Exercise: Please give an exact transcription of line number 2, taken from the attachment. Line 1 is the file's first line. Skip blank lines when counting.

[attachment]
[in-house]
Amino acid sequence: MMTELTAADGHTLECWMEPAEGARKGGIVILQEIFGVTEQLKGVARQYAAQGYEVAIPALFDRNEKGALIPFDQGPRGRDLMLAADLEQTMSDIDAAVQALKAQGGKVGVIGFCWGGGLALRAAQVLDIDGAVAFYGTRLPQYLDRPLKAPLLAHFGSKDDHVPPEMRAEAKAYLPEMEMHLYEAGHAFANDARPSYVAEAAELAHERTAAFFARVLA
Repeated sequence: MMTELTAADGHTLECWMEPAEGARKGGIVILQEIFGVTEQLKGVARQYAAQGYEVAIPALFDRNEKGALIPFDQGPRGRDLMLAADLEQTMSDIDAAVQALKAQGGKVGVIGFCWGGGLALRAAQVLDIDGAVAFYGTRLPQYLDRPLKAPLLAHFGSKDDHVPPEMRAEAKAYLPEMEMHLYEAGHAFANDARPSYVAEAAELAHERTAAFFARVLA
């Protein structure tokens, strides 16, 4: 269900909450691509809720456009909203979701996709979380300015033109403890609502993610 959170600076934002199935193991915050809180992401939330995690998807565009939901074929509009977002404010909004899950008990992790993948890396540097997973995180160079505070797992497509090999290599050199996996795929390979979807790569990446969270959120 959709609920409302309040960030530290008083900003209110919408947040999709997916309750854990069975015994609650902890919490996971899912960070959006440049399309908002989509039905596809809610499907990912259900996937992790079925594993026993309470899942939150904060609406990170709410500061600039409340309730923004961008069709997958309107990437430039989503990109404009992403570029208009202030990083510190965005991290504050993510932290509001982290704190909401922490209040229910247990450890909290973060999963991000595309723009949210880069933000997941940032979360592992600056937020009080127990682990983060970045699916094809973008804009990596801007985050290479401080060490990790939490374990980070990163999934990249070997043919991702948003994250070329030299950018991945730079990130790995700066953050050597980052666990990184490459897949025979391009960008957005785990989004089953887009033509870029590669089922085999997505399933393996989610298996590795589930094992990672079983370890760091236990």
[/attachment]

Amino acid sequence: MMTELTAADGHTLECWMEPAEGARKGGIVILQEIFGVTEQLKGVARQYAAQGYEVAIPALFDRNEKGALIPFDQGPRGRDLMLAADLEQTMSDIDAAVQALKAQGGKVGVIGFCWGGGLALRAAQVLDIDGAVAFYGTRLPQYLDRPLKAPLLAHFGSKDDHVPPEMRAEAKAYLPEMEMHLYEAGHAFANDARPSYVAEAAELAHERTAAFFARVLA